Monday, July 13, 2009

 

Sunflowers

It's been a while since I discussed the flowers growing in the meadow across from our RedRock RV Park (Island Park, Idaho). The most ubiquitous and obvious flower now blooming is the Little Sunflower also known as Rocky Mountain dwarf sunflower (Helianthella uniflora). This has replaced the Mule's Ear's as the dominant flower in the meadow across the street. Each plant has a single flower with brilliant yellow/orange ray petals on a hairy stem containing opposite lance shaped leaves. Its bright yellow head faces the sun and tracks it across the sky each day (heliotropic), giving a different brightness of the meadow each time you view it during the day. I'll include a few photos here to give you a sense of the beauty and sense of summertime it creates for us at the park.

A single bloom from the Little Sunflower.

A bouquet of Little Sunflower facing the sun across from the RV Park.

Looking at the back of the Little Sunflowers as they track the sun.

A field of Little Sunflowers across from RedRock RV Park.

Occasionally you find mixed in with the Little Sunflowers the Silky Lupine and Sticky Geraniums. These combination of colors are extremely pleasant to me (at least in nature).

Lupine is often mixed in among the Little Sunflower.

The insects are loving the thick and lush growth. Butterflies are to be found all around. If you look closely you'll see the Circumpolar Bluet (a damselfly) landing on the leaves. Plenty of other insects flit about (including a few of those pesky mosquitos).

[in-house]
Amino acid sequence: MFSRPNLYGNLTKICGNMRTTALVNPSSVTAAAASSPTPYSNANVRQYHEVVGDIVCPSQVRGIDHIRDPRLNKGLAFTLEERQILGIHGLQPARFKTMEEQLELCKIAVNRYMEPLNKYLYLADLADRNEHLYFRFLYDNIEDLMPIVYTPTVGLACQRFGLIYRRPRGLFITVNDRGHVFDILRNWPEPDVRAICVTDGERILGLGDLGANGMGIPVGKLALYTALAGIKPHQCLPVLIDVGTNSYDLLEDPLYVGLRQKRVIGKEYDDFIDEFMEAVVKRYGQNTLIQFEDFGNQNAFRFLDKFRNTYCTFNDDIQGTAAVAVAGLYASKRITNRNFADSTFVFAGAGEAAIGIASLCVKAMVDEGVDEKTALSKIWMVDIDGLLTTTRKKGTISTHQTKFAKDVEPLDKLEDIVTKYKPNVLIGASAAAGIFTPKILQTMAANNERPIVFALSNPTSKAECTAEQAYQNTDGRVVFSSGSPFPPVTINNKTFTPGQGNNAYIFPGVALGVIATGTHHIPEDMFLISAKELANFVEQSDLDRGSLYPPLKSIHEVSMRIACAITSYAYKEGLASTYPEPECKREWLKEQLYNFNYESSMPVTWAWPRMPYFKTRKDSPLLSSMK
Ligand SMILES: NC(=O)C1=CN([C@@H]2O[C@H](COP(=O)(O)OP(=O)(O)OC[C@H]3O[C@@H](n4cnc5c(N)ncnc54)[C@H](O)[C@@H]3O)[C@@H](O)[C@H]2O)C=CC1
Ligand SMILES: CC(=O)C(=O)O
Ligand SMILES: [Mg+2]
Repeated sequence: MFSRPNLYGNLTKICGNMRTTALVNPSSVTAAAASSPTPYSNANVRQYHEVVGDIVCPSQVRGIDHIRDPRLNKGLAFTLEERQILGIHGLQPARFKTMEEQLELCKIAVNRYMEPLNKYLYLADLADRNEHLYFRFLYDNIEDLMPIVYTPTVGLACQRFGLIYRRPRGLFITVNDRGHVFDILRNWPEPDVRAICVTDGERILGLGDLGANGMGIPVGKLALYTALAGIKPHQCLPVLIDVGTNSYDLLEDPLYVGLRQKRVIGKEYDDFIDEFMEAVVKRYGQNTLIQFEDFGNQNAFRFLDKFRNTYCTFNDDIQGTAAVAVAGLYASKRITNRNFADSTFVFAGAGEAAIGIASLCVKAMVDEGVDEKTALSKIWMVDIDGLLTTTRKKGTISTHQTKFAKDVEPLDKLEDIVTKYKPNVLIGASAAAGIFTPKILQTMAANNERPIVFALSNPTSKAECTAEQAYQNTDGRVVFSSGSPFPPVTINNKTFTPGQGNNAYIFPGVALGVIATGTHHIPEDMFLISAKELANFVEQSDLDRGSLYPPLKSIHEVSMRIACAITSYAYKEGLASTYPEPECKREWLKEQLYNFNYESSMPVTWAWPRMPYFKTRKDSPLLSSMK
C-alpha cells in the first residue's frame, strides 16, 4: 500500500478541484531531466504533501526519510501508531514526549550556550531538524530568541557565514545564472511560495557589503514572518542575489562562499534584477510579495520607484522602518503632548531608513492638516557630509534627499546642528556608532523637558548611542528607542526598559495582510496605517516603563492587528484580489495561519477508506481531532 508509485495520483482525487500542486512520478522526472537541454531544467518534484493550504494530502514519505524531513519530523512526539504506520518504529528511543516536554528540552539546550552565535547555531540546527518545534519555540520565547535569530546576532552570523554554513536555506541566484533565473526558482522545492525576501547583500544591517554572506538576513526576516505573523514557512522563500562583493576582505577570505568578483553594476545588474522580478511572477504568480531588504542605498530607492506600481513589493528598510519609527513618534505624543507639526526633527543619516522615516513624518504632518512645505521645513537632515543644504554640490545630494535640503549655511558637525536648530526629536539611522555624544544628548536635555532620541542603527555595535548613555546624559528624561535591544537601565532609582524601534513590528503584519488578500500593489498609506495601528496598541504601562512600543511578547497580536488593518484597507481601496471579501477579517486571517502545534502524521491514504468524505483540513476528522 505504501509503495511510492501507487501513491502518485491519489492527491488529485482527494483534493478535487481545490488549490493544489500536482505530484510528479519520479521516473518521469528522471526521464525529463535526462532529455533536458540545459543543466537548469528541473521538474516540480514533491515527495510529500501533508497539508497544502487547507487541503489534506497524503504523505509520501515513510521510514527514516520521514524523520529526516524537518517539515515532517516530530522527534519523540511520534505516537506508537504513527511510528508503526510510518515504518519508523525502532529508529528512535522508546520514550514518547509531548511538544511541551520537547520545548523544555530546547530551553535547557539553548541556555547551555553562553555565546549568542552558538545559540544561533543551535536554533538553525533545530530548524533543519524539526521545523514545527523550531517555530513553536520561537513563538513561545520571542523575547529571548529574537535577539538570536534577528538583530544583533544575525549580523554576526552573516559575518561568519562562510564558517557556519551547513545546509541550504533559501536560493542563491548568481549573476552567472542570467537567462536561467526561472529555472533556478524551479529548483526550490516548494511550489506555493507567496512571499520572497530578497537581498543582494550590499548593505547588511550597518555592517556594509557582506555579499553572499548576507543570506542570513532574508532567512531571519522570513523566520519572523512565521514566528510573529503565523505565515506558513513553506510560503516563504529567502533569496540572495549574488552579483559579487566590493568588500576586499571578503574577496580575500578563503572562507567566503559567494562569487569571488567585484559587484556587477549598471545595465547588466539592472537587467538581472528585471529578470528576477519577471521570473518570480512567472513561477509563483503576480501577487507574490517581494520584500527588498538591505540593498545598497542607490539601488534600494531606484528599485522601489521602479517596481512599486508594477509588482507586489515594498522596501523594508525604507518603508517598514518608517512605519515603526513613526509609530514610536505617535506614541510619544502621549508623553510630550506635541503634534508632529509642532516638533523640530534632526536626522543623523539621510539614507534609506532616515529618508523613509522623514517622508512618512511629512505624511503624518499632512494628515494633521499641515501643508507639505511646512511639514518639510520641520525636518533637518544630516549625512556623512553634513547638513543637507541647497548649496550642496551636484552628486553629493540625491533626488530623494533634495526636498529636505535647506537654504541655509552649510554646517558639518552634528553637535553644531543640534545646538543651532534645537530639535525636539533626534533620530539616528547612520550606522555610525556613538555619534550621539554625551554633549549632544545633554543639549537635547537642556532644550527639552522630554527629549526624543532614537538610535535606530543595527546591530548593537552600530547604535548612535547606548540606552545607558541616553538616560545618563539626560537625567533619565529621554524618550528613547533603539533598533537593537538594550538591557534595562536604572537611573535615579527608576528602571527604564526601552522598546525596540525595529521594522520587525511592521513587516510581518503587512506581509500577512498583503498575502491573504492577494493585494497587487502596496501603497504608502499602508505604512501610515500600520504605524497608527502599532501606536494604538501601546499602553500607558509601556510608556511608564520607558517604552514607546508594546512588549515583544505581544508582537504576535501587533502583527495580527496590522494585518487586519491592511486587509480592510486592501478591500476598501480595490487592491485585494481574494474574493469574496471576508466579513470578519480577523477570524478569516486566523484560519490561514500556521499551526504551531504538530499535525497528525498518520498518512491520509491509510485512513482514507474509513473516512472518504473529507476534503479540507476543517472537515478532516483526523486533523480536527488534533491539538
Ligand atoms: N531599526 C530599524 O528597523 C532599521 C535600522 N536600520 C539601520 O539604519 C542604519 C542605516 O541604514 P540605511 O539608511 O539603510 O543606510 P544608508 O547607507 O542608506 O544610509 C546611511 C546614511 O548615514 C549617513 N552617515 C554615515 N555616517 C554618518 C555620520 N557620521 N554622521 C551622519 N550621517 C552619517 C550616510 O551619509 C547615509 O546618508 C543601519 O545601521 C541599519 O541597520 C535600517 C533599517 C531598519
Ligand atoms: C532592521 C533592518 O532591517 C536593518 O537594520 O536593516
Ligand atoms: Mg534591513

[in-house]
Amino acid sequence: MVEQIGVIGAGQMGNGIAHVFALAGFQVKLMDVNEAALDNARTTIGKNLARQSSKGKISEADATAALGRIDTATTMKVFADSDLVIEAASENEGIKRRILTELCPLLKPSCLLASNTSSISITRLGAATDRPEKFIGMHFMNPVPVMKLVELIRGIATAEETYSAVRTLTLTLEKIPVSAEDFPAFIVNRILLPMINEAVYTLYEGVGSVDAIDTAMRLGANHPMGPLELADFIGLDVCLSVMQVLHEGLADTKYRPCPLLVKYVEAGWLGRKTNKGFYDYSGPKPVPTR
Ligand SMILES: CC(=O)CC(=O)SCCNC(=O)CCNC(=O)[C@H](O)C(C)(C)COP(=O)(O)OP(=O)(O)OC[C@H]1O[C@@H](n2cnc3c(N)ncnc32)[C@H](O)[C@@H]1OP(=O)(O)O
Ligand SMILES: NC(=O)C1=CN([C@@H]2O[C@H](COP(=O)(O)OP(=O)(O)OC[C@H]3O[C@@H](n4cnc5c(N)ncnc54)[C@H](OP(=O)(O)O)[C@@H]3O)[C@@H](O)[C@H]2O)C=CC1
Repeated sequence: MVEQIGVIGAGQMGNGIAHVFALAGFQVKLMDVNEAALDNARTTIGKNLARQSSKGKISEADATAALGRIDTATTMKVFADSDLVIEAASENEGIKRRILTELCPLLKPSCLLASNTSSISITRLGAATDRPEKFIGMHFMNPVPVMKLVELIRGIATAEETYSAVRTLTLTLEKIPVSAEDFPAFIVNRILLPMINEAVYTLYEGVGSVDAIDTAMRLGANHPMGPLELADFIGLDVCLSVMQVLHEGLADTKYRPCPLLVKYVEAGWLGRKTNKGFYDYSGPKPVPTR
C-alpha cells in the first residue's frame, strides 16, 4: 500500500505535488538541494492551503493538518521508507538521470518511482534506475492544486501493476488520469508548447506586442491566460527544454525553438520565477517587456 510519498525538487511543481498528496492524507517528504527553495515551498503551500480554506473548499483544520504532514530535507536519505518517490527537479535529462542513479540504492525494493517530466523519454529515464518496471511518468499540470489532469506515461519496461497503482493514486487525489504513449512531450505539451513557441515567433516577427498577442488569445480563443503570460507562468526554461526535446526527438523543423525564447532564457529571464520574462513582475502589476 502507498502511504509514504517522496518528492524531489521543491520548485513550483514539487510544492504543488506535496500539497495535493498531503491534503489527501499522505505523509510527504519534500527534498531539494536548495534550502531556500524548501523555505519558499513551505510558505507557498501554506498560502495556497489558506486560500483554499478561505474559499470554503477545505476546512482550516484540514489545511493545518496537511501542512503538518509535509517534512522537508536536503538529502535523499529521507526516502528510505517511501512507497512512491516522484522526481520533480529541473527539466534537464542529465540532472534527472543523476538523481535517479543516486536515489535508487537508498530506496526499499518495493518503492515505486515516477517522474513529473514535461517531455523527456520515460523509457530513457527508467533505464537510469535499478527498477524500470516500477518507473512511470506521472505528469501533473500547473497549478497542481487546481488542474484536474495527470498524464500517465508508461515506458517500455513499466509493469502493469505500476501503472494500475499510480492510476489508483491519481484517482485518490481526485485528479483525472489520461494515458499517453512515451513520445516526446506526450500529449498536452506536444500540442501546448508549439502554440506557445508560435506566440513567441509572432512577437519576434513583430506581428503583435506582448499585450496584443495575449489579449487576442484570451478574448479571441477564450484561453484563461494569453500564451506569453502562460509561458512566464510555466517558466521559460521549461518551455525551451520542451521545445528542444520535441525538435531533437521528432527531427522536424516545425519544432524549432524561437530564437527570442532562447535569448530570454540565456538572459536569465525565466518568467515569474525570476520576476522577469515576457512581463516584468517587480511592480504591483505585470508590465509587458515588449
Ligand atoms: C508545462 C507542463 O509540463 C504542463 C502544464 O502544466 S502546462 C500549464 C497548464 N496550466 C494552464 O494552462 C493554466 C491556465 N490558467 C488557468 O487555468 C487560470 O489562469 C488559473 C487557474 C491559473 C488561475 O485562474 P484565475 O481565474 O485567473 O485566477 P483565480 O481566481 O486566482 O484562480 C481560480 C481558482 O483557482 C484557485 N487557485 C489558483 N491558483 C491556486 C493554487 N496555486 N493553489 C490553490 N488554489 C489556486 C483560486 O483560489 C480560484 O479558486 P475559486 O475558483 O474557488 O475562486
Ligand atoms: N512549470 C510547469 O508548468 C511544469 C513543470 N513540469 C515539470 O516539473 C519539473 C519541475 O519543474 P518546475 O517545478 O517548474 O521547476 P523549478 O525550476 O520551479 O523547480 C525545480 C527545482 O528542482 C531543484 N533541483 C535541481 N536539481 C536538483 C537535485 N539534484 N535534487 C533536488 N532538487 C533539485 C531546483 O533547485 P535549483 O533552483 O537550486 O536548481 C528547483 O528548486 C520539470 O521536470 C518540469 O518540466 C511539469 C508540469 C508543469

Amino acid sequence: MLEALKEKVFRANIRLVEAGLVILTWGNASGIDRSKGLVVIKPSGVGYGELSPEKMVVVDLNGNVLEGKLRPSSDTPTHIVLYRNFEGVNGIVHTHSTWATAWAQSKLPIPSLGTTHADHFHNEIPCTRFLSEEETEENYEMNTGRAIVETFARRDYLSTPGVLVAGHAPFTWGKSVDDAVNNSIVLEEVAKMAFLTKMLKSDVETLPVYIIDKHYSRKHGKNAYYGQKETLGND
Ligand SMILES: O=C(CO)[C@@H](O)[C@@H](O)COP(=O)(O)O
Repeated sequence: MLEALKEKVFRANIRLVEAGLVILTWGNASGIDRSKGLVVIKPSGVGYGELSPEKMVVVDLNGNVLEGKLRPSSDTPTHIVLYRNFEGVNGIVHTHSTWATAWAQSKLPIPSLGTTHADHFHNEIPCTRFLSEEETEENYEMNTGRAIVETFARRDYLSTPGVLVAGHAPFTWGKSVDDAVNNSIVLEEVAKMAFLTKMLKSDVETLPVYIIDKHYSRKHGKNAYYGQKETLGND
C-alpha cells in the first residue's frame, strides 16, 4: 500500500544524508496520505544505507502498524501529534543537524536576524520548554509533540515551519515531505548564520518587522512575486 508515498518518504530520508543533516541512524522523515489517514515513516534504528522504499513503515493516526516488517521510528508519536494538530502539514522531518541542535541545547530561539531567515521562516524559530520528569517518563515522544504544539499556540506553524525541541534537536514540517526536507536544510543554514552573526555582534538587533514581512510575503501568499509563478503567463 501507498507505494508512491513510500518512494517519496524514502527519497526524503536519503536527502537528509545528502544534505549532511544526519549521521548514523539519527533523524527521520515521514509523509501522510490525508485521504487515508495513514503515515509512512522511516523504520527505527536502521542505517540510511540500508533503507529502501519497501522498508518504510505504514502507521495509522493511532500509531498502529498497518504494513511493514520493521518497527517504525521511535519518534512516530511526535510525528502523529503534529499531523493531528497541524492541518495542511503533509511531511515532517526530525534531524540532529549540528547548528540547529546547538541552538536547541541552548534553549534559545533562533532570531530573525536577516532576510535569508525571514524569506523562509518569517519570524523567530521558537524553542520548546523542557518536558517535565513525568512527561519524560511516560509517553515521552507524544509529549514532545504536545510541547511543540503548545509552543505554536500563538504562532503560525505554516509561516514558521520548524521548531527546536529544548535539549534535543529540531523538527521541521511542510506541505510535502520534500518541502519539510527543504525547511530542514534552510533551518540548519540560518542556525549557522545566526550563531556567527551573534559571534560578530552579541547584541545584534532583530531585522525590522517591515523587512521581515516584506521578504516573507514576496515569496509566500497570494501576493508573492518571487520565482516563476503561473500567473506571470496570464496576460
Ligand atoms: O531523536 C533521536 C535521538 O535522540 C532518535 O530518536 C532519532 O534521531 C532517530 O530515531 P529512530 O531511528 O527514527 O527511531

Circumpolar Bluet lands on the Little Sunflower leaves in the meadow.

One of the most common butterflies here is the Callippe Fritillary. You'll find many of these flittering around the flowers almost anytime of the day.

Callippe Fritillary Butterfly on Little Sunflower

The lovely Common Harbell (Campanula rotundifolia) has gained a second wind. All of them had disappeared in the last few weeks, but I noticed they are popping up all over again. I'm not sure if this is from seeds formed this season or if they are just a form of late bloomers? Whatever the reason, they are a welcome addition to the potpourri of flowers in the meadow.

Common Harebell are back again in the meadow.

Also found in the meadow is a single large specimen of the White Campion (Lychnis alba) plant. This grows to about 2 feet with multiple blooms on many stems. Behind the flower is a calyx that forms a long, striped tube with granular hairs. This is an introduced flower (from Europe) and is often found by the roadside in disturbed soils. The flowers open at night and have a pleasant fragrance for attracting flying insects. In the meadow across the street it stands out among the Little Sunflower as a very white abberation.

White Campion or Bachelor's Buttons growing in the meadow across from the RV Park.

White Campion (entire plant) in meadow grasses.

Well, this is just a few of the plants that you'll find wandering through the meadow across from our RV Park. Next time we will look further into the forest from the meadow to see what surprises are growing there. Come see us and enjoy this little bit of heaven for yourself at RedRock RV Park in Island Park Idaho. We are only about 25 miles from Yellowstone National Park too!

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